Other areas of the brain quickly dispose of most short-term memories, forgetting perhaps as much as 90% of what was learned.
Your Message Map’s home base needs the support of three or four positive points. No more and no less. Why?
Three is a magic number, the minimum number of points to that lets humans recognize a pattern.
Two points aren’t enough; they may be a sheer coincidence. More than four points becomes clutter – too much for any audience to absorb. That’s why you need to simplify your business message with a Message Map.
In a fully fleshed-out Message Map, proof points support your positive points. They put you in command of all the facts and figures, so you’ll never forget the three points you wanted to make (as Rick Perry did in a career-limiting presidential debate).
Here’s more on the anatomy of a 1-Page Message Map.
When you capture your whole business story on one page, you create one source of truth for your whole company. You get everyone speaking the same language, telling the same story and staying on your business’ message.
Your company won’t be like most companies, where employees work in a Tower of Babel. People in each department speak a different language and tell different stories about the company. Those companies’ unaligned messages struggle to win the hearts of anyone.
Most important, your Message Map helps you tell your story in a way that wins support from people who have a stake in your business.
A Message Map puts you in control of your story. It gives you an easy-to-tell story that proactively answers the questions on the minds of your customers, employees, investors and influencers.
By understanding who your audiences are, anticipating the questions people will ask and getting out in front with your story, you’ll be in the best position to balance the competing needs of various stakeholders.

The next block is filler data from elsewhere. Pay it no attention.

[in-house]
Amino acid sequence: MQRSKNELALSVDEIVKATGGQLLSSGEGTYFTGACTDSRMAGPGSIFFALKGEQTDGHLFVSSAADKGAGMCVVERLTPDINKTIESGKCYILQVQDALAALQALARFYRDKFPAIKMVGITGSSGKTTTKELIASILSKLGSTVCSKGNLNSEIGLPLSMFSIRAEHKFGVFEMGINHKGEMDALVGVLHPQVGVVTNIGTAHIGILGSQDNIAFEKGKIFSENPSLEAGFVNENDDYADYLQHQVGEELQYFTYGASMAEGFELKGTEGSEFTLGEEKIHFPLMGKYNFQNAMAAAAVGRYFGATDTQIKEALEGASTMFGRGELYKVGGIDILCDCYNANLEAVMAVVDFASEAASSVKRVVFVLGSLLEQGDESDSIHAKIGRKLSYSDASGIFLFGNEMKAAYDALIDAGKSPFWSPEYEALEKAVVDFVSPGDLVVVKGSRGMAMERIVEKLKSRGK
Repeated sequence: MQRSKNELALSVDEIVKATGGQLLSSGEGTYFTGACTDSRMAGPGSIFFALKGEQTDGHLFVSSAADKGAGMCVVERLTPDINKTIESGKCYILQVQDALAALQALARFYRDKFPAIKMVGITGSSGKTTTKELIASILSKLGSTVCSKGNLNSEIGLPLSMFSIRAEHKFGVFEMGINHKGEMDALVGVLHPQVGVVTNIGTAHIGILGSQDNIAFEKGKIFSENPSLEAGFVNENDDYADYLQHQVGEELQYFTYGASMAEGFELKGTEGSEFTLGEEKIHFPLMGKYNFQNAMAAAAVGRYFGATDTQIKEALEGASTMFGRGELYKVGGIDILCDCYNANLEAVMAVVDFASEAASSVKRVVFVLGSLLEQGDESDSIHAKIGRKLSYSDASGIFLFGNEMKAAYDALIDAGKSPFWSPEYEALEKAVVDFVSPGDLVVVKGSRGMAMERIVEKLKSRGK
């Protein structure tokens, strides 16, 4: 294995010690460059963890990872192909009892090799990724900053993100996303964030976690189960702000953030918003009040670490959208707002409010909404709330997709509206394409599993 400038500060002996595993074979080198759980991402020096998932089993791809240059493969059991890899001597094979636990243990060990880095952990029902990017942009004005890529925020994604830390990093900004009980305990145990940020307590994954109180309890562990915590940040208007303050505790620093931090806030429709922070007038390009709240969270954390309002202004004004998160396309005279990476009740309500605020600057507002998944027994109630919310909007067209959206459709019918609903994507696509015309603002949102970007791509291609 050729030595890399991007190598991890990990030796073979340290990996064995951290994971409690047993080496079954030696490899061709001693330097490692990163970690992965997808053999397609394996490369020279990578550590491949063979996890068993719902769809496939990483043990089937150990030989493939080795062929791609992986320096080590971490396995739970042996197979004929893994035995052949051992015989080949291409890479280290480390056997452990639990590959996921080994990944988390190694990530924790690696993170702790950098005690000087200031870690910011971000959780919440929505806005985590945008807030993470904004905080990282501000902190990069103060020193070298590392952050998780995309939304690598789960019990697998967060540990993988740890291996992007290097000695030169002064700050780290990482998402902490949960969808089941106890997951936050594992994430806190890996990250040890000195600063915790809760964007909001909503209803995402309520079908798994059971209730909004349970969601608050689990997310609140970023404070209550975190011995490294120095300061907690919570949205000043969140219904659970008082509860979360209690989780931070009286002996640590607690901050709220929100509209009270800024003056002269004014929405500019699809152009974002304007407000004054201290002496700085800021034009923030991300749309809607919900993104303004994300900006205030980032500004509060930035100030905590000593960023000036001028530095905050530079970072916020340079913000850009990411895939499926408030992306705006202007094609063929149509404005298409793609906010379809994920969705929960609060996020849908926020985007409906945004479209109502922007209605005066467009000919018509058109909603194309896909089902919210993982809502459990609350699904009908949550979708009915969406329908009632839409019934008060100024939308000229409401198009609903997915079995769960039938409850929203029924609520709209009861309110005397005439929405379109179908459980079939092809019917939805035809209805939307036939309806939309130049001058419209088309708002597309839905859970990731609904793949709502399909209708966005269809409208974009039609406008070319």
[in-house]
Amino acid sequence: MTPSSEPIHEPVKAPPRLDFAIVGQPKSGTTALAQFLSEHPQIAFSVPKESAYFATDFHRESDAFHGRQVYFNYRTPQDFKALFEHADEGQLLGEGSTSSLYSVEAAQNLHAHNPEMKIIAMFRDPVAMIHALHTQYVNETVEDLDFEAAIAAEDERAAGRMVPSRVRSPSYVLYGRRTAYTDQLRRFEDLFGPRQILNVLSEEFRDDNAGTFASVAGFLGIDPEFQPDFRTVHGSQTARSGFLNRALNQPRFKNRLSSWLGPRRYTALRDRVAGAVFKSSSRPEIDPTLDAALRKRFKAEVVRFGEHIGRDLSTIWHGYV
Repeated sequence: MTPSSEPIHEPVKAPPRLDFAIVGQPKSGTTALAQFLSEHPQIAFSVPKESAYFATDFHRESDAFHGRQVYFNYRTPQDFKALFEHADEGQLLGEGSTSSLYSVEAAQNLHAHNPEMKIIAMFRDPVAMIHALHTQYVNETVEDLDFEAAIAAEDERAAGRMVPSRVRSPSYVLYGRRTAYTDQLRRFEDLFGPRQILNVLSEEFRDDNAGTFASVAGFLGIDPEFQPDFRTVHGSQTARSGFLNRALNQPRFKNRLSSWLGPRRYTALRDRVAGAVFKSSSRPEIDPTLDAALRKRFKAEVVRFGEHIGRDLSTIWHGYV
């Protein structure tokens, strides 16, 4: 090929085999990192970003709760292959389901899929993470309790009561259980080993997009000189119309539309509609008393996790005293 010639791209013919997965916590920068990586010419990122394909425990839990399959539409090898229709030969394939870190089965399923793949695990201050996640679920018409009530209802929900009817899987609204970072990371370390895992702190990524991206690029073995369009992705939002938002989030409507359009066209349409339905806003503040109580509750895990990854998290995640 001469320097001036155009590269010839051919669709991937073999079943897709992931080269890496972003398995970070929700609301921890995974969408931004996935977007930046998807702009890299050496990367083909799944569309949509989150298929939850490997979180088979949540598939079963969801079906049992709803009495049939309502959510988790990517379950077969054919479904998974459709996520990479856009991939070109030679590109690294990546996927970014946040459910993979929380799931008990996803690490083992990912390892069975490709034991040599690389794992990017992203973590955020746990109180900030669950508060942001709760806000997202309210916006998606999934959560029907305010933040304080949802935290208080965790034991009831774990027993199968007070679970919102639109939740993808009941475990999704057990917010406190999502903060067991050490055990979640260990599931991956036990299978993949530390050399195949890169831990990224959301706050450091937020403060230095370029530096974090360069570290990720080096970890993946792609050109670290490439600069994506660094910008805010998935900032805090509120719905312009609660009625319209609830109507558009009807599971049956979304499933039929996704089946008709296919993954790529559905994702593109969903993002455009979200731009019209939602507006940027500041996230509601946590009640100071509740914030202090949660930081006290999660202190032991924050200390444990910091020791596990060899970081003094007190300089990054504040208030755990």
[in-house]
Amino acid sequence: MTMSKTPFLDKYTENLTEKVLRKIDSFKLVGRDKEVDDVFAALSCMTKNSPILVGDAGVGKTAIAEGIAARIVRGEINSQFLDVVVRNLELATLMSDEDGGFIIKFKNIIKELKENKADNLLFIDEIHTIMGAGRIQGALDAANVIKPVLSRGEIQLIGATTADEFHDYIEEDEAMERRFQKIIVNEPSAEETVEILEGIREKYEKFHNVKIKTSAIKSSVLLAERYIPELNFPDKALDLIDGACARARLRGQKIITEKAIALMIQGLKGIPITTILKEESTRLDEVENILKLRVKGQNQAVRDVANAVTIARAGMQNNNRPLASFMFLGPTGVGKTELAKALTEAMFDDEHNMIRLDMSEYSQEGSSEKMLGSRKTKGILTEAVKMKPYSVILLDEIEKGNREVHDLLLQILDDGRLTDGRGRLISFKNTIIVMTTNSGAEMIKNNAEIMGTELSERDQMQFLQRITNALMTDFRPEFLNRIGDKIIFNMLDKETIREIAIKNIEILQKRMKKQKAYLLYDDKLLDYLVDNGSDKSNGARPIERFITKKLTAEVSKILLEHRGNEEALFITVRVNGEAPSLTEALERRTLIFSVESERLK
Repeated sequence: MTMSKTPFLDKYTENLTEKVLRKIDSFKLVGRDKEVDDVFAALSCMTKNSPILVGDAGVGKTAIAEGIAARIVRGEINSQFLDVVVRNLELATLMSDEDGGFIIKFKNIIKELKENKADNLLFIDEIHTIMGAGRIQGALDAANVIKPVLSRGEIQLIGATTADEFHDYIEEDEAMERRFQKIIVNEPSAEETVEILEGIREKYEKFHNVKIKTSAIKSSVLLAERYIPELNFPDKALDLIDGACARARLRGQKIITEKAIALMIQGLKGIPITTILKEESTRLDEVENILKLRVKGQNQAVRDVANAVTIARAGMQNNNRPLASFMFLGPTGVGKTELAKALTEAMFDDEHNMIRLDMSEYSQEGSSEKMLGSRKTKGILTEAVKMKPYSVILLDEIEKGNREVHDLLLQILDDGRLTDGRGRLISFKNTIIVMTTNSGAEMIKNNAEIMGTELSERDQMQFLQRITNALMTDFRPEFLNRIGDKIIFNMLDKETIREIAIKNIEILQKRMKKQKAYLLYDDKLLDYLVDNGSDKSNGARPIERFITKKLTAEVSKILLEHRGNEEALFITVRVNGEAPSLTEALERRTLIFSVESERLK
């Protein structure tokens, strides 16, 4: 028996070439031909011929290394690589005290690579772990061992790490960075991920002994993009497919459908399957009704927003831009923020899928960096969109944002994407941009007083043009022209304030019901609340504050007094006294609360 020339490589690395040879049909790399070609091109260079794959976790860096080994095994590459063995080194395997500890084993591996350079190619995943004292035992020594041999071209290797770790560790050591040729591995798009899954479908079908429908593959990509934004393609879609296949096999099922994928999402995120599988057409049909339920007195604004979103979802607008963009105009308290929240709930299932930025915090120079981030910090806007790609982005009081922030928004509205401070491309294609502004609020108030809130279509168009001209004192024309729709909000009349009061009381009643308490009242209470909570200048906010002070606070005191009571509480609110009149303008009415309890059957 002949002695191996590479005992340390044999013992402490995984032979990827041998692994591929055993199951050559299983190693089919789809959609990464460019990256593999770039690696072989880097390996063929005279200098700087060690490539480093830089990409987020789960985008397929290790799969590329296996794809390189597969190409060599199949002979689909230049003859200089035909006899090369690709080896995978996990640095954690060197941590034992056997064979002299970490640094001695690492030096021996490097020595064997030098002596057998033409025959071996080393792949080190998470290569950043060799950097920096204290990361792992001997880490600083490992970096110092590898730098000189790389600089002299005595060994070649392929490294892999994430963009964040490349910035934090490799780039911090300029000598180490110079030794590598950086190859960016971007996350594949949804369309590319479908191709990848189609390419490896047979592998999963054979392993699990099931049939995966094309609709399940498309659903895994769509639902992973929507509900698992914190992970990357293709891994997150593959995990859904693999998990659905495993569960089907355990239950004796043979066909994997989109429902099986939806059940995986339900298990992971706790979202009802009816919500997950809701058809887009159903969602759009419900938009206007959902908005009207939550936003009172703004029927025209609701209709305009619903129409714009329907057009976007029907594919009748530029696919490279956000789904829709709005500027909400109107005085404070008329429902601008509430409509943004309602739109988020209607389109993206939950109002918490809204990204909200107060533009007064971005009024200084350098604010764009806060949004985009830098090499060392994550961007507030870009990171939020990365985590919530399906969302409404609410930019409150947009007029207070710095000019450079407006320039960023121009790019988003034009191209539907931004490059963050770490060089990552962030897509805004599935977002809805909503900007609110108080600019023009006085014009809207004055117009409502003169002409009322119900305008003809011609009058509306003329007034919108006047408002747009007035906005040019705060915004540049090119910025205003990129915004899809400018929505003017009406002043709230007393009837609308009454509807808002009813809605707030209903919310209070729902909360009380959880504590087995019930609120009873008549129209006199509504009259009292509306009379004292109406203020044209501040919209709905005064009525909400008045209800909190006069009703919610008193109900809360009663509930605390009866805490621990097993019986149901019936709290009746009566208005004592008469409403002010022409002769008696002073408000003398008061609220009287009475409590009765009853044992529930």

Once your Message Map is ready to go, you can share your business message through all forms of media.
Make sure the same consistent message appears on your website, social media, news releases, brochures, emails and in meetings, trade shows and events.
Remember, the number one people leave B2B websites is the lack of a message.
Now that you have your Message Map all on one page, it’s a tool for everyone who talks with customers, employees, investors and influencers such as analysts, bloggers and news media.
With practice, you can get your whole choir to sing from the same Message Map – so everyone tells your customers, employees, investors and influencers the exact same story.
Absolute consistency is how your story gains the power and momentum to earn an unforgettable spot in your audiences’ place cells.
What is a message map?
What if your business message grew more powerful than it’s ever been before? That’s the promise of a 1-Page Message Map. So ask yourself, “What is a message map and how can it help my business today?” Contact me to learn more.
As a marketing change agent, I consult with clients, lead content marketing workshops for the Association of National Advertisers (ANA), and write the weekly Simplify Marketing blog.
With experience from Fortune 500 companies such as AT&T, RR Donnelley and Tellabs, I've been named:
- Content Marketer of the Year by the Content Marketing Institute.
- Best Marketer by BtoB magazine.
- A B-to-B CMO to watch by Fierce CMO.